Doug Riesenberg was under the mistaken assumption that he led a normal life. The suburban home, the wife and two daughters and the steady work fooled him.
The world flowed so smoothly around him, it was easy for Riesenberg to forget he was beholden to the whims of the NFL.
For so long, he had avoided the typical maladies of a pro football player. He had spent nine years with one team and in one position. No holdouts, no serious injuries, no training-camp turk asking him to give up his playbook.
Which explains why he was caught by surprise when the phone call came a few months ago.
"It was very strange," Riesenberg said. "My wife and I were out running some errands, and when we came home I found out the Giants had called. They said either you take a big pay cut or we're going to release you."
Just like that, it was over. Riesenberg, 31, went from being a fixture on the New York Giants offensive line to being a fixer-upper on the Tampa Bay Buccaneers offensive line.
He could have stayed in New York, of course. He had, after all, started 115 of the past 116 games for the Giants. But the club no longer believed his skills warranted his $1.7-million salary. He probably could have remained a Giant for the same $700,000 deal he signed with Tampa Bay, but Riesenberg acknowledges that hurt feelings were at work.
"To put it on terms with everyone else in the world: You sign a contract for four years, you expect it to be honored. But a year later they want to change it," Riesenberg said. "I just had a little hard time dealing with that."
The Bucs had no problem dealing with Riesenberg's plight. Tampa Bay tried to sign him when he was a free agent two years ago, so the Bucs moved quickly to grab him this summer.
Riesenberg may have a few more dings these days, but he and Paul Gruber are the most accomplished players on the Bucs line.
"He's playing fine. Whether he is where he was five years ago I don't know. I don't know if any of us are what we were five years ago," Bucs offensive line coach Chris Foerster said.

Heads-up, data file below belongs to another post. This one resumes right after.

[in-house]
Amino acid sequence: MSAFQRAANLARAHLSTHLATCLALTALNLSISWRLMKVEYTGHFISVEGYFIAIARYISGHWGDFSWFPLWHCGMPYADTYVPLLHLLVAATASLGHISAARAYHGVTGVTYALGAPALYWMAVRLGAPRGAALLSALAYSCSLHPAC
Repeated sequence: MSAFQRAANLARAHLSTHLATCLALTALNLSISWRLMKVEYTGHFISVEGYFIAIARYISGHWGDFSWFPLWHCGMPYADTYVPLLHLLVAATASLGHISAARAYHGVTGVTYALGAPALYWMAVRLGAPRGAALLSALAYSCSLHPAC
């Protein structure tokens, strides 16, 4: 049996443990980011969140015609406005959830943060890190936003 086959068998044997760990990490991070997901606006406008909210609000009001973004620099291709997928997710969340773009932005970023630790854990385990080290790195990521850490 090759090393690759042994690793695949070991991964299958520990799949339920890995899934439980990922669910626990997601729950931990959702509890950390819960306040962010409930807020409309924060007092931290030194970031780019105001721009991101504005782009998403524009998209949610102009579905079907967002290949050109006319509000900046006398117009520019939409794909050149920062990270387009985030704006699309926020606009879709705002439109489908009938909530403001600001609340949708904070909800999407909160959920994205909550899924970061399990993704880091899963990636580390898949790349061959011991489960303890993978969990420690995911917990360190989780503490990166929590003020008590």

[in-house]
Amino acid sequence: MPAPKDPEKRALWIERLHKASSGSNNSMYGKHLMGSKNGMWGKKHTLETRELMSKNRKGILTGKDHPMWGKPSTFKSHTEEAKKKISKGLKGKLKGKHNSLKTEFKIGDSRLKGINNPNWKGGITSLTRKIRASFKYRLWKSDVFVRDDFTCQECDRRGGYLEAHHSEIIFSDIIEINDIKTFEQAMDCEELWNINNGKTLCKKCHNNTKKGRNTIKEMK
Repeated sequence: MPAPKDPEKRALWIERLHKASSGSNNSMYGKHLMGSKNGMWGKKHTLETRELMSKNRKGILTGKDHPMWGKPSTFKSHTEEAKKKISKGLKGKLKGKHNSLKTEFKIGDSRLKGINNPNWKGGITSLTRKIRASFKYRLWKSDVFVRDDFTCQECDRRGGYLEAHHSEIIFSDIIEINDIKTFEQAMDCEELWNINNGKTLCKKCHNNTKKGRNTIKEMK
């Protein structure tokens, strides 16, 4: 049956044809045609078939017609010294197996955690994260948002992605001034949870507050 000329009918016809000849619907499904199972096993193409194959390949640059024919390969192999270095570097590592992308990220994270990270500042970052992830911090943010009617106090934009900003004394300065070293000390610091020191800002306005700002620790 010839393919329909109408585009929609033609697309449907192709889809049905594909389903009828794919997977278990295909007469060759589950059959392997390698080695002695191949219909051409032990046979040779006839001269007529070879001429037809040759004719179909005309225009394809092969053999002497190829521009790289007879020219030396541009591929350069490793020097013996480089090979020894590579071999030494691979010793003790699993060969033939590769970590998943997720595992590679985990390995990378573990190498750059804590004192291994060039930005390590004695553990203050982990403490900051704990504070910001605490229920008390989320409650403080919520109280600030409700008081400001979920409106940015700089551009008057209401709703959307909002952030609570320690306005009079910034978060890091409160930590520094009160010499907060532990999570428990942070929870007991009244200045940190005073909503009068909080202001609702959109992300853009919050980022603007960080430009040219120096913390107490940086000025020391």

"But if we felt he was on the downside, heading down, we wouldn't have signed him. He's still playing very well and can bring a lot to the club."
Specifically, the 6-foot-5, 280-pound Riesenberg brings a run-blocker mentality to the Bucs. That fits nicely with coach Tony Dungy's plan to revamp the offense with a run-oriented attitude. The Bucs ranked 19th in the NFL in rushing yards per game last season (99.2).
Riesenberg was part of a Giants offensive line that helped pave the way to a Super Bowl XXV victory at Tampa Stadium with a crushing running attack.
"We were excited when he became available," Dungy said. "The fact that he is able to be here from Day 1 and get a feel for our system we think is going to help us. He's going to help us be able to run the ball."
The signing of Riesenberg also gives the Bucs much-needed depth on the line. Scott Dill, last year's right tackle, was waived to clear a space for Riesenberg on the line and under the salary cap. Dill was re-signed later at a lower salary and will move over to left guard, where he will challenge Jim Pyne.
Ironically, a big concern about Riesenberg could be his durability. Though he has 67 consecutive starts, he was banged up for much of 1995. Riesenberg says he feels great this year and should fare better on the natural grass of Tampa Stadium.
"I had a knee injury last year and I had never had one before, so that made it a strange season," he said. "I was feeling good and then _ bing! _ it was gone."
Riesenberg dismissed the notion that he is the critical piece in Tampa Bay's pursuit of a stronger running game. Though his position, right tackle, generally is the spot where bread-and-butter running plays are aimed, he said teamwork and play selection are far more important than any single lineman.
As for his impact, Riesenberg said he will continue doing what he has done for nine years.
"I look at some of these young guys coming in the league, 310 pounds and running a 4.8 in the 40. That's absolutely amazing," Riesenberg said.
"Somehow, I keep surviving. I don't know how, for sure. Maybe it's a bunch of little things. But I've hung in there. I've never been lucky enough to be voted to the Pro Bowl, so I don't think anyone else thinks I'm that good. But I think I've been effective enough to play for as long as I have."